A long weight

The Mad City Marathon is six months from today, and after a few weeks of sporadic running and regular cross-training, my official training program starts today. My left knee is still a little sore from the non-official-training-plan 8-mile run I did yesterday morning, but Mondays are cross-training days anyway.

The first order(s) of business are to build an aerobic base and drop weight. In the last month and a half, I've dropped from 182 to ~175, but according to Frank Horwill, I need to keep going to reach an ideal distance-running weight.
No man six feet tall and weighing 176lbs (79.8kg) will ever win the London Marathon, and it is unlikely that a woman five feet six inches in height and weighing 130lbs (58.9kg) will ever do so either. Why? To answer this we must consult Dr Stillman's height/weight ratio table. He fixes the non-active man's average weight for height with a simple formula. He allocates 110lbs (56.2kg) for the first five feet (1.524m) in height and 5 1/2lbs (2.296kg) for every inch (0.025m) thereafter. He is harsher with women, giving them 100lbs (45.3kg) for the first five feet and 5lbs (2.268kg) for every inch above this.

Having established the average, he then speculates on the ideal weight for athletic performance, as follows:
-Sprinters (100-400m): 2½ per cent lighter than average (6ft/176lbs - 2½% = 4lbs)
-Hurdlers (100-400m): 6 per cent lighter (or 9lbs)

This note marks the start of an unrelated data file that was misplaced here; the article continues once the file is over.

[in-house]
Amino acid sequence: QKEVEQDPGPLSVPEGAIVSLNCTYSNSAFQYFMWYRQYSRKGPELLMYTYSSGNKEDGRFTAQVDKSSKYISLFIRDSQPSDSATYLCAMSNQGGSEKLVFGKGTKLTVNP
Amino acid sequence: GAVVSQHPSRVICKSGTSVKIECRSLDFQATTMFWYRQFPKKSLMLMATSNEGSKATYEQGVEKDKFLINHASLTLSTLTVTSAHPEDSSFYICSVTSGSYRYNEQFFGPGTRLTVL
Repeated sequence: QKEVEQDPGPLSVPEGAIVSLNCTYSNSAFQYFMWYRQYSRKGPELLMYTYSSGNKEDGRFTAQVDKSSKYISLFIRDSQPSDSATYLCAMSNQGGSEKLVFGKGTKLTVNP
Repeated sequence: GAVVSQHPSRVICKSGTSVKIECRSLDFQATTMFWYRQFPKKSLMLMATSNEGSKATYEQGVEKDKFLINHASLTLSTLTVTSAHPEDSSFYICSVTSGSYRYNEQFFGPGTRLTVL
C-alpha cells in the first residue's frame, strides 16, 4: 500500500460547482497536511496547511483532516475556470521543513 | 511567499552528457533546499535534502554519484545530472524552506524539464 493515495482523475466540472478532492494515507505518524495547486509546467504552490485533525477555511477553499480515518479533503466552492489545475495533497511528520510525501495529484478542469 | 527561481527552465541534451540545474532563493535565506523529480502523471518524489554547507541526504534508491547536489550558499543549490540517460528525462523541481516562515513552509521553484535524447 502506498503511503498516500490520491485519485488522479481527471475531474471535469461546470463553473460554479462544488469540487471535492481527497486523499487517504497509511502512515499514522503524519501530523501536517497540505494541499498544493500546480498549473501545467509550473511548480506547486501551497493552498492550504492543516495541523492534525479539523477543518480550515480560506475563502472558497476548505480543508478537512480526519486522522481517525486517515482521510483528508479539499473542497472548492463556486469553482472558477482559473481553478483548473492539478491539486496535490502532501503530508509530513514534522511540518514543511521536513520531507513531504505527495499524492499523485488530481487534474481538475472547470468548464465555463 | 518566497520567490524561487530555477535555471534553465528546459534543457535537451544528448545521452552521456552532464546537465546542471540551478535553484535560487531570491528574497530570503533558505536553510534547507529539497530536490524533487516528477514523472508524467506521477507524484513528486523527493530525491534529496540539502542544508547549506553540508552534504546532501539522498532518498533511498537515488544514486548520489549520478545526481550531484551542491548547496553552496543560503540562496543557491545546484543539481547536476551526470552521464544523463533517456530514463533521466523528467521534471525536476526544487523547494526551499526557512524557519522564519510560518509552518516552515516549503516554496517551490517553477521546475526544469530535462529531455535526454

-Middle-distance runners (800m - 10K): 12 per cent lighter (or 19lbs)
-Long-distance runners (10 miles onwards): 15 per cent lighter (or 25½lbs)

At 6'2", I get to add 77 lbs to my 5' base, for a non-active average-person baseline weight of 187 lbs. Subtracting 15% to get to the long-distance ideal puts me at 158.95, which is 16 lbs less than what I weighed this morning. Cycling has made my quads and calves bigger than most runners', and I don't want to lose those, so I think 159 is unrealistically low. 165, though, is not only do-able, but not so low that it seems unreachable.

Some of that will come off by putting my shoes on the road regularly, but it's going to take diet discipline too. Don't buy me any donuts, rolls, or pastries, and give me a stern look if you see me drinking anything but green tea in a coffee shop cup. You should also look at me with a furrowed, disapproving brow if you see me eating cheese. Or gravy.

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